There is a long standing urban myth that more relationships come to an end on February 15th than on any other day of the year, and many theories have been propounded on why this is so.
Tracking of social media shows us that June far outweighs any other month for the ending of romances: and if spring is the biological mating season, it does not surprise me that the end of that season is when less solid relationships terminate.
February 14th is the date that has more new relationships starting than any other (surprise, surprise) and February 15th the fourth on the list (which sort of flies in the face of conventional wisdom). Christmas Day and the day after are second and third. And in 2011, 4% more new relationships were recorded on Facebook than terminations - but that win for romance might be influenced by a unknown number who did not want to tell the world at large that they had just been dumped.
The big problem with truly understanding what is going on in relationships is the phenomenon known as "Deceptive Affection." People in a relationship are known to make gestures, and say words that they do not feel. And we are not talking about gigolos saying anything for one more sexual conquest: this is part of many everyday normal romances
There have been a number of studies on the topic, but the latest by Dr. Sean Horan (co-authored by Professor Melanie Booth-Butterfield) explores why people engage in such behavior.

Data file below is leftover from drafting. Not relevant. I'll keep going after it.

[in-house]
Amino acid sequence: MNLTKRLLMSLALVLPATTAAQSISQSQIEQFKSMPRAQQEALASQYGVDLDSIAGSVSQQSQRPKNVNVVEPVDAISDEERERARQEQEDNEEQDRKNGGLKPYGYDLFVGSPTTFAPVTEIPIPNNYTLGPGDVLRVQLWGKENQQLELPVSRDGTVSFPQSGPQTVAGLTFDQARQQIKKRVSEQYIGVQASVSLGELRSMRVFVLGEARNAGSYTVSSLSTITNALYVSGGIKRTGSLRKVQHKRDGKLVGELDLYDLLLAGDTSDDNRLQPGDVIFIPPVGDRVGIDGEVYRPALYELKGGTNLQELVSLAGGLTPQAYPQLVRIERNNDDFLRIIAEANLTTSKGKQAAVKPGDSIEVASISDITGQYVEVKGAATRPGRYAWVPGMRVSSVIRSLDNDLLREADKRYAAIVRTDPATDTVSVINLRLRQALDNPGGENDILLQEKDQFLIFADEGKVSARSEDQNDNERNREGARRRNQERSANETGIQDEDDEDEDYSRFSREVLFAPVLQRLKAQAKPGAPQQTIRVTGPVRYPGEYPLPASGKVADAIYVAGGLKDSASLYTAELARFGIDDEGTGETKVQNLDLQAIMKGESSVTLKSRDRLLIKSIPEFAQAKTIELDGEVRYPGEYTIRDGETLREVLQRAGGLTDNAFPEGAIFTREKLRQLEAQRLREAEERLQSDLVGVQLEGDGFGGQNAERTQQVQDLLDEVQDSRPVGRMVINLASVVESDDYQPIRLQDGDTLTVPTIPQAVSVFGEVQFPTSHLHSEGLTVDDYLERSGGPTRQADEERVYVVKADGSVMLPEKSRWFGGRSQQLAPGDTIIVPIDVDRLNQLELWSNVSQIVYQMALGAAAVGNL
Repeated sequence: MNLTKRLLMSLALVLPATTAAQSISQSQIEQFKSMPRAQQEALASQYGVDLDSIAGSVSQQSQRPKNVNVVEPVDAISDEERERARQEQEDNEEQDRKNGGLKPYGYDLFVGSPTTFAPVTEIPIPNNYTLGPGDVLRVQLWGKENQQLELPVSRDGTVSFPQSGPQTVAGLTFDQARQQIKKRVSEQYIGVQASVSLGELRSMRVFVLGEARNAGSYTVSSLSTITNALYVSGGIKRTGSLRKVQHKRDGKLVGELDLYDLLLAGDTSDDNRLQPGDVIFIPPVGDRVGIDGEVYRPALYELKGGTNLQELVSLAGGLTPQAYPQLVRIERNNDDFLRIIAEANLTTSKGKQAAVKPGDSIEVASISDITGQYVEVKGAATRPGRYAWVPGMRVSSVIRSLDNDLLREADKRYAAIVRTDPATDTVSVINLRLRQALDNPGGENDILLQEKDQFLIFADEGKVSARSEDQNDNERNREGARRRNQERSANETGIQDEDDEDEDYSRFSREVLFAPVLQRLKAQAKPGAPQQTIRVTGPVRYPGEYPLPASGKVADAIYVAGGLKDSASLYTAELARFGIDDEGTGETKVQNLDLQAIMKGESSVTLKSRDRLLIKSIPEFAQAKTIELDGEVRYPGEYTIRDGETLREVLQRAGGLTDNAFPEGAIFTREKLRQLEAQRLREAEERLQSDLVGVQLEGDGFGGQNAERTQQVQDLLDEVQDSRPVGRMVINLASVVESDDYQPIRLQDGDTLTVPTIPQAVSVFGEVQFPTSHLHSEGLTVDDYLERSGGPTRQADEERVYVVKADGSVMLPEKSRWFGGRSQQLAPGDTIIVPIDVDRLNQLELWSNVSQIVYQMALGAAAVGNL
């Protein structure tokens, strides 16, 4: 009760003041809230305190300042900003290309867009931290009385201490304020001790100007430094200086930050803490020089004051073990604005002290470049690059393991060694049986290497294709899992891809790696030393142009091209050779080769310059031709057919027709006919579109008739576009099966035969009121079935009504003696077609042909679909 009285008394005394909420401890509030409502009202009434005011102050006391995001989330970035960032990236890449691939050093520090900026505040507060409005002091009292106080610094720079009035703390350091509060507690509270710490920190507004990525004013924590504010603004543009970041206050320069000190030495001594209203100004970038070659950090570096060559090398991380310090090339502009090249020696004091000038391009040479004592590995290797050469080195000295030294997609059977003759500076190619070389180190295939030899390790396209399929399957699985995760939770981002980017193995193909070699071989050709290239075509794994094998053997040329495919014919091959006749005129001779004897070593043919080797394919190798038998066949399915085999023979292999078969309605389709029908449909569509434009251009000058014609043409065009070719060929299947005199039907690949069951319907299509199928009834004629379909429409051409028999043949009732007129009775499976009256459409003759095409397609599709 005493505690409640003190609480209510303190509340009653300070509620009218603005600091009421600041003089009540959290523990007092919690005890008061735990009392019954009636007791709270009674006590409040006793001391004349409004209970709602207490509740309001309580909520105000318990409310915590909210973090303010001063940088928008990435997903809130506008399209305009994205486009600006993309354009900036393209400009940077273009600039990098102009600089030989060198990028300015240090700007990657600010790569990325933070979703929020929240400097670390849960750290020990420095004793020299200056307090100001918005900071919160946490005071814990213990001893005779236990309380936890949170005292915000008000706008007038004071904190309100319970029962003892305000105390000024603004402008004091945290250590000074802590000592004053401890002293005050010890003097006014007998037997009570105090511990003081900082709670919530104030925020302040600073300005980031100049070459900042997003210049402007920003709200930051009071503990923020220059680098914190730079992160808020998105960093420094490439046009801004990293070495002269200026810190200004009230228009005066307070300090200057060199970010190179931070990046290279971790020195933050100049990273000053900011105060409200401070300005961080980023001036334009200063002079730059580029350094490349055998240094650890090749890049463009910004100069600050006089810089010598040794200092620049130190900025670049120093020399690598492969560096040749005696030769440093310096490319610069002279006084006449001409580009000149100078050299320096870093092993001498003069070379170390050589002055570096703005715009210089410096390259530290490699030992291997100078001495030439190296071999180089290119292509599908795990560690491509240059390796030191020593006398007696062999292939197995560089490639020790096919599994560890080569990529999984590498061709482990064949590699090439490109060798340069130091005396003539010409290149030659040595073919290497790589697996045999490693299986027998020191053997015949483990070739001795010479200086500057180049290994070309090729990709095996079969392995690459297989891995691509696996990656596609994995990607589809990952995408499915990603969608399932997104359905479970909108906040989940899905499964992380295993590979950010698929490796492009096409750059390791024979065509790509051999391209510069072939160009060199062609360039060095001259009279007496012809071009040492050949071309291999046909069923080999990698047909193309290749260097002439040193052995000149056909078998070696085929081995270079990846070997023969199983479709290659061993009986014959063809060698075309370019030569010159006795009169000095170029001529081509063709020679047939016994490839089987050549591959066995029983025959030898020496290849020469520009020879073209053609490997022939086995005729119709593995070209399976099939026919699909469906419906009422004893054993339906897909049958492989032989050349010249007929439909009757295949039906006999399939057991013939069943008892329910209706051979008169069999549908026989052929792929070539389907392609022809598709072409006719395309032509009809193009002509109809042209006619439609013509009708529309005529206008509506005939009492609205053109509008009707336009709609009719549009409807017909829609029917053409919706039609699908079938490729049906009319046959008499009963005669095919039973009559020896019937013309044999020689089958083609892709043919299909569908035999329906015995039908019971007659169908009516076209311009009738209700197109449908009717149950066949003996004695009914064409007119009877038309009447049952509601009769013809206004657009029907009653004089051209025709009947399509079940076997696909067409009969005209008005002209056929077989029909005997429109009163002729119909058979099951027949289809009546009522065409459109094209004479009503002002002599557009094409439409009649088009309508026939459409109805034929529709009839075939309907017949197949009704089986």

They seem (to me) to be all variations of an "anything for a quiet life" attitude.
When one partner still has affection for the other, long after all deep feelings have gone, then kisses and cuddles are the tokens used to delay telling the truth,
Likewise, stating that a haircut or a piece of clothing etc are attractive is seen by some as a better choice than revealing what they truly think.
And in Dr. Horan's study, one young man admitted saying "I love you" to his girl friend simply to end the telephone call so that he could get back to watching basketball on television.
His research showed that unmarried couples, on average, used Deceptive Affection three times a week. He wrote: "Couples use deceptive affection because they feel negatively about their partner and want to save face, avoid embarrassing their partner or sidestep a situation that may land them in hot water.”
So - should you be worried that your romance will fade as quickly as the memory of a Valentine's Day Hershey's chocolate kiss?
No - you should be more worried about June, not February.
Should you be worried that your partner engages in Deceptive Affection?
No - firstly because the activity is so common that it does not, in itself signal that the relationship is in any danger. Just that some people will do anything to avoid upsetting their loved one.
Secondly, research confirms that it actually helps to maintain relationships for a long time.
And thirdly - and most important - partners can actually engender deep and long lasting relationships that start off on unsure footings. In the same way that acting in a confident manner can give one confidence, acting as if you are deeply in love can cause you to become deeply in love.
So - rejoice in the relationship you have, And do not get too upset if you catch your partner in being deceptively affectionate,